NEW YORK - Gauging from the number of books sent me for possible
review lately, personal computing has probably provided publishing
with its greatest boost since the romance novel.
The proliferation of volumes on personal computing began
legitimately enough as an extension of the technology, which was
supposed to render paper-based text obsolete.
But its real impetus, as soon became apparent, stemmed from the
simple fact that the presumably explanatory material accompanying
both the hardware and the software tools of the new trade was
usually impenetrable by anyone who had spent less than a lifetime in
the digital world.
From these beginnings a plethora of volumes grew, in a trend
similar to the release of a bevy of cookbooks following the mass
acceptance of the "crock pot" and the cuisinart. As people collect
cookbooks, so they collect computer books, although the latter are
certainly less mouth-watering. They acquire shelves full of titles,
some not very useful, others gold mines of ideas.
Into the latter category falls ``LaserJet Unlimited,'' by Ted
Nace and Michael Gardner ($24.95 from Peachpit Press, Berkeley,
Calif.), an introduction to and overview of the popular printer named
in the title.
The book was typeset on the printer, providing an example of the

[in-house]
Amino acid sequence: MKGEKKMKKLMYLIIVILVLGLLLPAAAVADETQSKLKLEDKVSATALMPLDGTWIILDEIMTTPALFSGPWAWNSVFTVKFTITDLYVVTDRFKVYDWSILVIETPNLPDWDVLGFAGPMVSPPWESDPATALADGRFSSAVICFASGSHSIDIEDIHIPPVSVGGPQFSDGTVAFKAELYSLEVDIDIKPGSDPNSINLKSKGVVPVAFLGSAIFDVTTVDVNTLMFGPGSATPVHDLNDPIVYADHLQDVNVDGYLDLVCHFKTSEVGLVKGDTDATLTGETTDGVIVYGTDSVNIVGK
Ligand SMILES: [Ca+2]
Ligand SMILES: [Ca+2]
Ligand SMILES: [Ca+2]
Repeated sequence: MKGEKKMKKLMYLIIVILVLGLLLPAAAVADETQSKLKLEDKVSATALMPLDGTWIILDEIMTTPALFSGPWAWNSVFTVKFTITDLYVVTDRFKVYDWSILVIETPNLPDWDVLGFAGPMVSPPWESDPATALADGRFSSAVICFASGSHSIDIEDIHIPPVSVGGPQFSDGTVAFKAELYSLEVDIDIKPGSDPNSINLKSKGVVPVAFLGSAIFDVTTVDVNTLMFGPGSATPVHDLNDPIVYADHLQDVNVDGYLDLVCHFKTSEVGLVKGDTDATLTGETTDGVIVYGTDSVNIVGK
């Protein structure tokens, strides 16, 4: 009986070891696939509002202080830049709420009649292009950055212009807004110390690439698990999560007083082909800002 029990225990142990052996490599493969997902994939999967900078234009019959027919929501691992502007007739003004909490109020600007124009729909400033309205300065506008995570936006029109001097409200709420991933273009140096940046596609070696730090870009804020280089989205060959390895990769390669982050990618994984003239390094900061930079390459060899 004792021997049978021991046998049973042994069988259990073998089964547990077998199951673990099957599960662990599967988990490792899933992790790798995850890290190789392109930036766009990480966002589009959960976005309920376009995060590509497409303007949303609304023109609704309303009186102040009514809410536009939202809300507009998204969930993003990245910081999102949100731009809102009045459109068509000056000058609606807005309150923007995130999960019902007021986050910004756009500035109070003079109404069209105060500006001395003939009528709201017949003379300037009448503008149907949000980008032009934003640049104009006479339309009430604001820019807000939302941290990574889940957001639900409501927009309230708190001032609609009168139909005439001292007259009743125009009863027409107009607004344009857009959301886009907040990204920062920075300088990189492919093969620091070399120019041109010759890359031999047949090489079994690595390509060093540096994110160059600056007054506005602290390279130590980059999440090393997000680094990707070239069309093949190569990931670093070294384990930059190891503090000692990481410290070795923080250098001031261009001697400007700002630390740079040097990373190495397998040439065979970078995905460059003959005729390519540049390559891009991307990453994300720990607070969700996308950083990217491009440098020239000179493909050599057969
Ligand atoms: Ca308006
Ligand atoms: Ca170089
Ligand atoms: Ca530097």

kind of document that can be produced using a LaserJet with the
appropriate software. It employs a broad range of typefaces
including Russian, Hebrew, Greek, various fancy fonts and, for the
real esoterica fanciers among us, rune gothic and hieroglyphics.
I only wish that in implementing a visual approach the authors
had chosen to right-justify their text margins. No book short of a
volume of poetry looks truly like a book to me when it has ragged
right page margins.
``LaserJet Unlimited'' covers the typographical essenam of
electronic fonts to symbol sets - foreign characters, mathematical
symbols, musical notation and graphic shapes - as well as the
command language used by the printer and, of course, word
processing. The emphasis in the word processing section is on
Microsoft Word, arguably the best text package presently available
for formatting complex page layouts on the LaserJet. The book also
contains a useful chapter on adapting dBase II and III reports for
laser printing in order to effect the kind of quality end product
that burning the midnight video screen deserves.
A large portion of the book is devoted to the various
specialized software packages designed expressly to harness the
exceptional power of the LaserJet and similar printers, programs
such as Fancy Font, Fontasy, Fontrix, Laser Control and LaserEase.
None of these programs is covered in detail sufficient to enable one
to take advantage of their full potential. But for anyone
contemplating the purchase of this Hewlett-Packard printer,
``LaserJet Unlimited'' is definitely a good volume to peruse
beforehand, offering as it does an appreciation of what the machine
can add to one's personal computing power.
A more basic mystery for many beginning personal computer users
dealing with printers is that of serial versus parallel
communications ports, those strange sockets at the back of a
computer by means of which a printer and various other peripherals
such as modems are plugged into the machine. Two seemingly identical
printers, for instance, may deal with a computer's output, the
stream of electronic information destined to activate the print
head, in a quite different fashion. Yet there seems to be no volume
dealing satisfactorily with the rudiments of this complex subject. …